We want to expand on a couple points made in our earlier blog posts (link here earlier post) Chile is very complicated–vibrant street art everywhere (at least in Valparaíso and Santiago), so much poverty and inequality, deep institutional and ideological neoliberalization, yet powerful social struggles (students  and teachers, feminist movement, Mapuche [indigenous people] struggles) and political graffitiContinue reading “Education and Local Power—More Questions”

Sept. 11 in Valparaíso—Perseverance and Hope

Last night, we went to a memorial and march commemorating the Sept. 11, 1973 coup (previous blog). We want to share our experience while it’s fresh. A theme, very clear in the memorial and march, was De la Memoria al Poder (From Memory to Power). Chilean people know, remember, and are continuing the struggle for theContinue reading “Sept. 11 in Valparaíso—Perseverance and Hope”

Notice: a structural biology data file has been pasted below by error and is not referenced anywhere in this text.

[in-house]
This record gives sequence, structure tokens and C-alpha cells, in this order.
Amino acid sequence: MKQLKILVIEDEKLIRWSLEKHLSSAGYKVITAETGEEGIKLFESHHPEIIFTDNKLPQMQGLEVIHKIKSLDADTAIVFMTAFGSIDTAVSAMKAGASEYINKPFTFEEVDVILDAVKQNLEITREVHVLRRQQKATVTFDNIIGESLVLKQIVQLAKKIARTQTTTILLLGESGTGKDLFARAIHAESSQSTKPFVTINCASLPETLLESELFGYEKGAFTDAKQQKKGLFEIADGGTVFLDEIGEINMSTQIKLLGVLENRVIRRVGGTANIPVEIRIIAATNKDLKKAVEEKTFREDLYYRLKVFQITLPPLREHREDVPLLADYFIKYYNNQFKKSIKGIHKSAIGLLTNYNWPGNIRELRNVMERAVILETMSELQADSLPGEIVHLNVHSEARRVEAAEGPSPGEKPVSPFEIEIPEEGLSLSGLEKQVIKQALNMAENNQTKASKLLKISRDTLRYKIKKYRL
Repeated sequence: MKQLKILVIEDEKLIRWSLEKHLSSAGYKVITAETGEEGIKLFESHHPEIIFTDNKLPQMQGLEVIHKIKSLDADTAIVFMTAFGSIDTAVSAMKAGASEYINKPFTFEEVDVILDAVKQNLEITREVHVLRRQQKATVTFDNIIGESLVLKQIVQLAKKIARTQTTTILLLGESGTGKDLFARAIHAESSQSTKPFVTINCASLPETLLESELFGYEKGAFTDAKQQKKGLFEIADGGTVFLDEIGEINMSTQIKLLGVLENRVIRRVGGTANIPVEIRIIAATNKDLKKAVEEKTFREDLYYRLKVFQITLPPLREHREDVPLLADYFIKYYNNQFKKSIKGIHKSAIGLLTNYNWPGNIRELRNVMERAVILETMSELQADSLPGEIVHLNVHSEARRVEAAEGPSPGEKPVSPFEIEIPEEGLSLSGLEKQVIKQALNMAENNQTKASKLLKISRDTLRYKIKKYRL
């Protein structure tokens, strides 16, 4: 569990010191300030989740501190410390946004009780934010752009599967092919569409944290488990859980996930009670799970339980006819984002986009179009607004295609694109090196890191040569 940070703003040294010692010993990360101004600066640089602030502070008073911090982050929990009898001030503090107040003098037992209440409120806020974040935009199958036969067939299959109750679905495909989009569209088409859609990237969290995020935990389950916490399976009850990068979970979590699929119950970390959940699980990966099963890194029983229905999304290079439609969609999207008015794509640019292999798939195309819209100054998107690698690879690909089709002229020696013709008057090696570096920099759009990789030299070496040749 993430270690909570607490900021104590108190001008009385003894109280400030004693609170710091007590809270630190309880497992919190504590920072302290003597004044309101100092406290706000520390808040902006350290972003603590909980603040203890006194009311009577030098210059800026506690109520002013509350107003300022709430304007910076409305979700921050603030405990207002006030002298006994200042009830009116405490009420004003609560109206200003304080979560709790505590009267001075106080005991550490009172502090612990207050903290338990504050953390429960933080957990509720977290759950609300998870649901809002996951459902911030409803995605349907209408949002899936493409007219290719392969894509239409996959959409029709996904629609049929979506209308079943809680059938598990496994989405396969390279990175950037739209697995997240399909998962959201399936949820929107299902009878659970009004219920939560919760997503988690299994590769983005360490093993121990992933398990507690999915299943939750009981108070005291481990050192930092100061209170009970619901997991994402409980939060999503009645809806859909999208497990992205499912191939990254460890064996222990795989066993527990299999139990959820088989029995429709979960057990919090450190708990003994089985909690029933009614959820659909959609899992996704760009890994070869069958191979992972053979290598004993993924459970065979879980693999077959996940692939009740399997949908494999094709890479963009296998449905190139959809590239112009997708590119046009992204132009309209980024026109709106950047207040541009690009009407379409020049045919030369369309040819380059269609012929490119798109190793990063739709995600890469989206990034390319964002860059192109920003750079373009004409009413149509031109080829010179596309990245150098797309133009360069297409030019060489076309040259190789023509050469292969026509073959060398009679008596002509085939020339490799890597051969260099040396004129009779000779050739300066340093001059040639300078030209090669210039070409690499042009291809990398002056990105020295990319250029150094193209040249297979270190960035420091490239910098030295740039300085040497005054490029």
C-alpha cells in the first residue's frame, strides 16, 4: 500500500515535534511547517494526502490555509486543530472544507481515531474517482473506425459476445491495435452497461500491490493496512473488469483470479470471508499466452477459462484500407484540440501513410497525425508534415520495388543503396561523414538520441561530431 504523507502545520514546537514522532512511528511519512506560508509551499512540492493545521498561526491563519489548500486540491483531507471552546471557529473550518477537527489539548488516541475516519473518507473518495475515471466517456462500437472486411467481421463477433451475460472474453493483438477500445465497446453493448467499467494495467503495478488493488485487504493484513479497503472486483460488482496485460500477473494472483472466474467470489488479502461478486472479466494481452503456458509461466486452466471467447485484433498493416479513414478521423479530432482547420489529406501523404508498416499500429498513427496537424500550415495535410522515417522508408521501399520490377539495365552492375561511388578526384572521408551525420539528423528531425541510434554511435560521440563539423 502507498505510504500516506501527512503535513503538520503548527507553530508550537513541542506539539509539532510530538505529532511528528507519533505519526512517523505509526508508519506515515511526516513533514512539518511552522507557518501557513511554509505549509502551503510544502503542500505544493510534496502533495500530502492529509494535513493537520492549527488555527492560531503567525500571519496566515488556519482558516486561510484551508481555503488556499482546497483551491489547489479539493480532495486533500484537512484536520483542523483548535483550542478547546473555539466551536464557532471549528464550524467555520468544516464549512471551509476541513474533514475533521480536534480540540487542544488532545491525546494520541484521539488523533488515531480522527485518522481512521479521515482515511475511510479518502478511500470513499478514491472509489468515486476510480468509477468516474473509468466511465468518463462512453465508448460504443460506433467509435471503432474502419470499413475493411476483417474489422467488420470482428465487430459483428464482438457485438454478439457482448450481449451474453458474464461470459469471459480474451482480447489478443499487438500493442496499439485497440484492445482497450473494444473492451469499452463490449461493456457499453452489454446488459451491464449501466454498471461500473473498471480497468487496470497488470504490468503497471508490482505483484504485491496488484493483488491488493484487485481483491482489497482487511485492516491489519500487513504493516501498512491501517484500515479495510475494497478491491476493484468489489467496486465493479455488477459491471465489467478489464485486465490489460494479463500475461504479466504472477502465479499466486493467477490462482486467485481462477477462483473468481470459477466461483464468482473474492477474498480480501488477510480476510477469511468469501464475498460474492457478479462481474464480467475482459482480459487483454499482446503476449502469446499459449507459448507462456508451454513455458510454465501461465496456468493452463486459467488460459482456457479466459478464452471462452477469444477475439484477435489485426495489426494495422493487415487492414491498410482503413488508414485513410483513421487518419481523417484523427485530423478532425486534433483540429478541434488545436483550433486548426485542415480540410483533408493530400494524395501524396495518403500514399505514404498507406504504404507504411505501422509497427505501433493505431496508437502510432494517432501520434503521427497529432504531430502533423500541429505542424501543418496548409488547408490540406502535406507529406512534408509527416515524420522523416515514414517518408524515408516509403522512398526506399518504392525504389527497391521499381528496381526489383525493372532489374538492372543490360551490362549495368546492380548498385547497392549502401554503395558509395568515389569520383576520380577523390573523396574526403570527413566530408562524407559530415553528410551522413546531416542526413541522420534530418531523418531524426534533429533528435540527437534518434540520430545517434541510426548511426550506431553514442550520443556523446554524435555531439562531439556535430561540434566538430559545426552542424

Chile’s September 11

(This will be a long post because this is an important day for Chile.)  In Chile: The Other September 11: An Anthology of Reflections on the 1973 Coup, Ariel Dorfman (Argentinian author and advisor to Salvador Allende), wrote, “very few of the eight billion people alive today [after Sept 11, 2001] could remember or would beContinue reading “Chile’s September 11”

Our First Blog Post

We’ve been here two weeks and are just getting started on this blog. Getting set up in our apartment, in this city, finding our way around, buying food, struggling with Spanish, and meeting, meeting, meeting with our friends and comrades and colleagues. It’s been a lot! But we’re here! Valparaíso is a world heritage city—designatedContinue reading “Our First Blog Post”